Values - Why Values?


All of the elements we engage with here at Akahiao - whether it be food, harvesting, conversational problem solving, navigating watersheds, forest walks, or even our ritual tea times - all touch upon ‘Values’. We have layered the concept of values into each of our programs and have encouraged all participants to explore their own set of priorities. We don’t need to necessarily use the word “values”, but simply speak about the concepts of "What is important to me, my society, my family"? It is something that many feel they inherently know, without necessarily identifying. We want to take that step into having each participant here actively identify those priorities to both us and more vitally, to themselves.

Our Value Workshops have long been one of little successes here at Akahiao and are about exploring and activating each individual to think about what ’they’ (not us) value. In the wider scheme of education and participation that we ask youth to engage in, seldom is there that first question to youth: “What is it that you value?”

Some would say that it isn’t necessary to identify specifically, but for us here at Akahiao, we consider it a crucial first step for our participants to address that question. Not only does it provide us with insights and motivations and context, it provides each participant with their own context about themelves. It also activates within the youth an understanding that they are actually part of the process themselves rather than simply being pushed for an outcome.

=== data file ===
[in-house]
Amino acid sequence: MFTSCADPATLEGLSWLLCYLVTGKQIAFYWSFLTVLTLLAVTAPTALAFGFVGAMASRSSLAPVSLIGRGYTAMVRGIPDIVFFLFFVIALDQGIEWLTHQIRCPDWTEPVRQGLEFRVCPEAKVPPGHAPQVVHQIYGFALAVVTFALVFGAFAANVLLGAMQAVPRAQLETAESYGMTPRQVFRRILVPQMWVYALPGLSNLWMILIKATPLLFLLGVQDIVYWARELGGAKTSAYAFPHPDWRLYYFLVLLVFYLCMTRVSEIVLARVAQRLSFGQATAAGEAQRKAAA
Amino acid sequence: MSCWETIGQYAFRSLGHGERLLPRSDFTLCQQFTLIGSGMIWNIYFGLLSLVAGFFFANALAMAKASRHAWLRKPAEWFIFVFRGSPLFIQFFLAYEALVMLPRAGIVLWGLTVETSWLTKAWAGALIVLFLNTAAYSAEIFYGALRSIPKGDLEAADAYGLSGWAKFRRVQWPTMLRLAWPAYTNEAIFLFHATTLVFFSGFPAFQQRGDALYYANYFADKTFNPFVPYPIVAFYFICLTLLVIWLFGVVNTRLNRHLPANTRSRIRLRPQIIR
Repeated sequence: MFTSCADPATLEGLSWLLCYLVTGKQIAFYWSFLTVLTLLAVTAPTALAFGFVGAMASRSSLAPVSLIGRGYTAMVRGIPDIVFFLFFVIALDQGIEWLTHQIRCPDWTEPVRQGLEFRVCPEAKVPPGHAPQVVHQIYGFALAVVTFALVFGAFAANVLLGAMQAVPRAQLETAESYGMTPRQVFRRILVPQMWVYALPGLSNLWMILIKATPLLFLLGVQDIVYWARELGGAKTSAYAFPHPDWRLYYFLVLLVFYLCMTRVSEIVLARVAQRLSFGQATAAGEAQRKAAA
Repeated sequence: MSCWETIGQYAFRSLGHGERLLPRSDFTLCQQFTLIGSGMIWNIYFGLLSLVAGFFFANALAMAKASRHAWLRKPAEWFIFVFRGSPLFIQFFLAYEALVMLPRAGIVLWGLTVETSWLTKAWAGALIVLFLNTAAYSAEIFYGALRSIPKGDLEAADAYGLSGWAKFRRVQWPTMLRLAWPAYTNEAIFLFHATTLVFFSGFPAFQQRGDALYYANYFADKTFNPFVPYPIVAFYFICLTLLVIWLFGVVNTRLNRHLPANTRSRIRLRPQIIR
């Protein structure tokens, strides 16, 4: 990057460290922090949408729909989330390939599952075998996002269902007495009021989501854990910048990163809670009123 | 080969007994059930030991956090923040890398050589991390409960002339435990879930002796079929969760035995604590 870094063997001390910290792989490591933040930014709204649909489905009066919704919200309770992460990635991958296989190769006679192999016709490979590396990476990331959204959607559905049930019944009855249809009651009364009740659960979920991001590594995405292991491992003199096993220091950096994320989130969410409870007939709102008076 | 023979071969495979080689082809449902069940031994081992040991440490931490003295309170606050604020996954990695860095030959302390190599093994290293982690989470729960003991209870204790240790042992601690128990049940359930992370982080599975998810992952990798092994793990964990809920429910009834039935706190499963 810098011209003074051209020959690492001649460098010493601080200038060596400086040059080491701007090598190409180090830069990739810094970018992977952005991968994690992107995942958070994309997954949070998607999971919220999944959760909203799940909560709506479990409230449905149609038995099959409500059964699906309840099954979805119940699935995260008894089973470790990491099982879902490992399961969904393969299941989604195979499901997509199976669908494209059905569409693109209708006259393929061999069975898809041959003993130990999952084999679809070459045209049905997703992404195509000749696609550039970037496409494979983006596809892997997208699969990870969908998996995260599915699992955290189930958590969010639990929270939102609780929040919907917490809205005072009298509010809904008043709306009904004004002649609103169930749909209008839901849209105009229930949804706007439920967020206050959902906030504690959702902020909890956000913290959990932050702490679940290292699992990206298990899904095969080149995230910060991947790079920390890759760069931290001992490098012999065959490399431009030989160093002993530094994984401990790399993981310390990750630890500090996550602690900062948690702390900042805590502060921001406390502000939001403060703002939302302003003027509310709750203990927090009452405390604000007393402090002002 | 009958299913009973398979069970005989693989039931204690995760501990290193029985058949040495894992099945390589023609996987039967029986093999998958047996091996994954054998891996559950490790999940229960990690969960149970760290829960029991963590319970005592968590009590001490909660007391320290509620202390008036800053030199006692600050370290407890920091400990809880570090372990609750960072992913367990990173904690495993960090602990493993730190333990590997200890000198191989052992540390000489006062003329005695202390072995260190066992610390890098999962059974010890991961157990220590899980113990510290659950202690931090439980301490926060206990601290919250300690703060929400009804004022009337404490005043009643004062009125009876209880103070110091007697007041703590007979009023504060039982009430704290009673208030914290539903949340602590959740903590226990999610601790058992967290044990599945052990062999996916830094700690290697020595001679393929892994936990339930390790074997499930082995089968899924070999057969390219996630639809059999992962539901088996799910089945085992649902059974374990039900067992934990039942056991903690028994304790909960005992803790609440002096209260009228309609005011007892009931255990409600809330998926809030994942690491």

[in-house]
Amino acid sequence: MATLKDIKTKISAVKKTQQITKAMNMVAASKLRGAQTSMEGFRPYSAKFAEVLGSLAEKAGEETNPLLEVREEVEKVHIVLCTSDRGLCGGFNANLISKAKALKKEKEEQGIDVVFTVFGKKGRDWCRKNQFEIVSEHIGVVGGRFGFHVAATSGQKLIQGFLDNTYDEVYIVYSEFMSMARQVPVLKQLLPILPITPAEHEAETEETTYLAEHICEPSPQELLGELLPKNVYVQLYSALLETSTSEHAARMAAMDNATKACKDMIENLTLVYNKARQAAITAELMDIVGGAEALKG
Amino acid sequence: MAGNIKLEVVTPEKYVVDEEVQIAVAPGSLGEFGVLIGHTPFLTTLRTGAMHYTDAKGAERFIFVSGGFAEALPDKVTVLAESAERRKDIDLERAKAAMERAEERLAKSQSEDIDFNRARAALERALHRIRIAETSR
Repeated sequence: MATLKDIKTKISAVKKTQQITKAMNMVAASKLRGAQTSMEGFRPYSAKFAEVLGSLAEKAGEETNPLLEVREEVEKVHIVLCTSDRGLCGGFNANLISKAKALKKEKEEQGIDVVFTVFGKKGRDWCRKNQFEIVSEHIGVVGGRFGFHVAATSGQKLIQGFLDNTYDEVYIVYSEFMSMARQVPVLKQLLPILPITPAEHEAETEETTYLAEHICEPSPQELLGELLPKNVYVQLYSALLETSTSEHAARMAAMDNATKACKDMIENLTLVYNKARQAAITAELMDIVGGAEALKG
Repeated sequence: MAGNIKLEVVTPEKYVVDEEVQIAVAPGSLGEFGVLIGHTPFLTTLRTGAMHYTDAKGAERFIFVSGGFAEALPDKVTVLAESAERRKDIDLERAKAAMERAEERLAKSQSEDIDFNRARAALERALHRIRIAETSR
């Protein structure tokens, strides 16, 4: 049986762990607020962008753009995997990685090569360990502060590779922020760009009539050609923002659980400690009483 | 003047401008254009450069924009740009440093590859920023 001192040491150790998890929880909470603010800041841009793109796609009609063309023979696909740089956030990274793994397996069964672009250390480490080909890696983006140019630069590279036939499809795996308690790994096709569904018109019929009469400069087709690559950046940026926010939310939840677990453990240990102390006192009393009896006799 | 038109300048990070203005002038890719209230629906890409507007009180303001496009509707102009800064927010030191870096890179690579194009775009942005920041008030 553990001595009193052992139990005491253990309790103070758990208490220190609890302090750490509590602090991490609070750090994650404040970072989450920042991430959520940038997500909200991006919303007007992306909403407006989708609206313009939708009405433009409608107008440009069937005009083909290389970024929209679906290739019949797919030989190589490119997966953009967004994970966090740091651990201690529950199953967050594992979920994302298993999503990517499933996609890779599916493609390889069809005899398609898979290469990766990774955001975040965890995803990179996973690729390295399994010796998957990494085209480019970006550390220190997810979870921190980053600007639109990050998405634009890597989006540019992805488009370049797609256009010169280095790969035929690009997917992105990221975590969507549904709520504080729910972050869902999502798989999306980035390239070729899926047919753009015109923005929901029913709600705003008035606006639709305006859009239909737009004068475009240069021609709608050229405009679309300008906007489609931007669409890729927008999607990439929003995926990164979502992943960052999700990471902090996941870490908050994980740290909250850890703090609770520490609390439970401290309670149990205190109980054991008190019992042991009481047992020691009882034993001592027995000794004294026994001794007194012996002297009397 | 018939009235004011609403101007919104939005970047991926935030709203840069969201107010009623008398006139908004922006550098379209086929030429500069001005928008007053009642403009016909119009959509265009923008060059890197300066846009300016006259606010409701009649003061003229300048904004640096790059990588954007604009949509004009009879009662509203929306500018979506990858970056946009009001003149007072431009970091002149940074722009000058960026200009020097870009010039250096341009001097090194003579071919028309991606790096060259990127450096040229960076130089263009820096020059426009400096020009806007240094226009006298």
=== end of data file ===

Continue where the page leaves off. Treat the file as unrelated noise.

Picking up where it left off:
Within our Value Workshops, it is entirely up to each individual to identify what it is that is valued to them and which (if any) aspects they’d like to evolve or improve. One word answers are fine, but we encourage and open up our conversations so that all can contribute. What has happened is that entirely new discussions and explanations are volunteered up, often surprising us and the participants. Many who feel initially hesitant to reveal themselves suddenly find themselves sharing not only their own present tense values, but those that they once embodied, and even the values they feel they would like to work on. So successful were these workshops that we had our own extensive ‘deck’ of values printed up onto playing cards so that each student might take their time to select cards. These workshops have become one of our core program components and have become some of the most well-reviewed parts of our entire program schedule. This is down to the desire and willingness to engage on all levels.

As one recent 12-year old participant commented, “Everyone tells me what is important and what I should think is important. No one ever asks me what I think is important to me and I haven’t even had time to think about it”. One of the key take aways for us, is that we must engage and listen to youth.


Some of the Values that have been repeatedly identified as desirable by our participants are as revealing as the discussions that entail: Empathy, Integrity, Family, Wisdom, Independence, Creativity….


If we are asking new generations to prepare for the world, isn’t it crucial that we also allow and encourage them to identify themselves within it?